Summertime droughts and/or heat waves in the Kansas City area and their associated large-scale circulation patterns and land-surface moisture conditions are investigates, using climatological monthly mean surface data, rawinsonde data. Palmer drought severity indices, gridded monthly mean sea-level pressure data, and gridded 500 mb height data. Surface station data include monthly mean surface pressure, maximum/minimum temperature, temperature range, monthly total precipitation, dewpoint and relative humidity.

Anomalies in monthly mean surface air temperature at Kansas City are used as a basis for objectively ranking the 276 months in the 92 summers, 1889–1980. The concentration of drought months in the decades of the 1910s, 1930s, and 1950s is evident. Many of the hot months during these periods exhibited negative anomalies in relative humidity, dewpoint, precipitation and Palmer index.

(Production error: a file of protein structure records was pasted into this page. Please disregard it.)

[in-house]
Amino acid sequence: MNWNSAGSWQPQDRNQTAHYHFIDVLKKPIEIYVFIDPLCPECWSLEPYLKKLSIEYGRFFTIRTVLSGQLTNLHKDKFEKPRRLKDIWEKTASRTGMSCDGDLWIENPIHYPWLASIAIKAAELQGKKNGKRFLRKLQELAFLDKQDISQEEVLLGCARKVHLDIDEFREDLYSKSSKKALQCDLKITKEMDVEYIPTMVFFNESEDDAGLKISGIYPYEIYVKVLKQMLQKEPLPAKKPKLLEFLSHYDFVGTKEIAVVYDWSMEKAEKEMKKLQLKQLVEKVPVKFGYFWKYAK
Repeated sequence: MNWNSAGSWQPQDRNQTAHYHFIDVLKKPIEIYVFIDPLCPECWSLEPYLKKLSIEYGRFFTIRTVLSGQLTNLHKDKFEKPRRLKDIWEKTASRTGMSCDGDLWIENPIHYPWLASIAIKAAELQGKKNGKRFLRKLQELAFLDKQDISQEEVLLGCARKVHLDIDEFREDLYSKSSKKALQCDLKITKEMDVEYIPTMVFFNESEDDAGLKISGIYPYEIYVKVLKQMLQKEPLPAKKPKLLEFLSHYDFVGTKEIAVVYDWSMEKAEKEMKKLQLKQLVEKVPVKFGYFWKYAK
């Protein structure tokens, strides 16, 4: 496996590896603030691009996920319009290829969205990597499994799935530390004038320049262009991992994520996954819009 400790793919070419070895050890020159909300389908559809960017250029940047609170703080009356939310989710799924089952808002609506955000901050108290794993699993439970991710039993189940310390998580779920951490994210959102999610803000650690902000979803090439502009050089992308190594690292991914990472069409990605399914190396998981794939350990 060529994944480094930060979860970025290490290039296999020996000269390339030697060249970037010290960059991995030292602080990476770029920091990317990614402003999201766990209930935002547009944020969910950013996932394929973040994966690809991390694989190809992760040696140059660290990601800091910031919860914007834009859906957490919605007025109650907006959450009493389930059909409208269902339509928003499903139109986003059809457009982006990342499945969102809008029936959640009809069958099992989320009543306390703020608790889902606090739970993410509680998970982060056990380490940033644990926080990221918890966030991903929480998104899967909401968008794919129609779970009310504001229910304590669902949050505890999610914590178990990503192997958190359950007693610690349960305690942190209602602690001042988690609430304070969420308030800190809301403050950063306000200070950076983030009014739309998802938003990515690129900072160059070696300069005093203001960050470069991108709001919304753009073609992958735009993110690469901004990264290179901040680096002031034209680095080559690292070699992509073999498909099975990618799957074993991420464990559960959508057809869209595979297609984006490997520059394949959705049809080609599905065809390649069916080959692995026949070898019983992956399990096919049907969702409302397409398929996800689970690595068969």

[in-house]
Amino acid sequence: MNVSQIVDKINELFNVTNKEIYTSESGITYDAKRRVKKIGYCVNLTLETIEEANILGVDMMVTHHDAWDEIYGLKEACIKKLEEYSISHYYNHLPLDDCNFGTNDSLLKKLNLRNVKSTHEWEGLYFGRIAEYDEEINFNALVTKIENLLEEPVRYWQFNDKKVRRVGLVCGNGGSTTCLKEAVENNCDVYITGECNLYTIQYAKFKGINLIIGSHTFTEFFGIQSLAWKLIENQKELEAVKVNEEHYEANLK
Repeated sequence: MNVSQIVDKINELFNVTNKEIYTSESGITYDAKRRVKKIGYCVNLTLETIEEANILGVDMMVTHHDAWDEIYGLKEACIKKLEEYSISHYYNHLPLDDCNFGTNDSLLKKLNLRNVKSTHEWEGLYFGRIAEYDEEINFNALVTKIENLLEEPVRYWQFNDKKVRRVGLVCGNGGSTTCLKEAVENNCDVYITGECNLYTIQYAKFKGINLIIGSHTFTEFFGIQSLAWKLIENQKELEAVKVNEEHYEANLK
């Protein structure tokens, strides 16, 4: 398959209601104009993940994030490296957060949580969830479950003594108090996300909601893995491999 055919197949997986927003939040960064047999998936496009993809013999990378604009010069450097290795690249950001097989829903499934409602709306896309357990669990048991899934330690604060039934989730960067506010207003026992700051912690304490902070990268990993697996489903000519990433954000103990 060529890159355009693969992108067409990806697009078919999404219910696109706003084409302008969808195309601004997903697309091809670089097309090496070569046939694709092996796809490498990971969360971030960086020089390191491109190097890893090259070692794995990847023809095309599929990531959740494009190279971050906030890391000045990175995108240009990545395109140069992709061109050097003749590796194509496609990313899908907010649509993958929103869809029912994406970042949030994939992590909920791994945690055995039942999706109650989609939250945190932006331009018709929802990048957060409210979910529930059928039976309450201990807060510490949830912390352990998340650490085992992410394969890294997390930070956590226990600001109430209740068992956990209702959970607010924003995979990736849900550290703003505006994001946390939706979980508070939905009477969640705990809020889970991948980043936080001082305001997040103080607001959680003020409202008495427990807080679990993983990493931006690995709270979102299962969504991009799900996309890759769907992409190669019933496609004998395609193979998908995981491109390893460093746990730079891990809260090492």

Not all the hot summer months in the record at Kansas City appear to have been associated with drought (as defined by local soil moisture anomalies). In some cases, anomalous circulation patterns appear to have been instrumental in producing extended periods of hot weather. Hot months at Kansas City are virtually always characterized by upper level anticyclones over the central United States. Namias and Klein have demonstrated that there is also a tendency for hot months to be characterized by enhanced surface anticyclones and upper level ridges over the oceans, a deeper than normal upper level trough along the West Coast of North America, a deeper than normal surface low over the Rockies and low temperature over the Pacific Northwest. These features are also confirmed in our analysis, based on a more extensive dataset, but they are not always present during hot months at Kansas City.s

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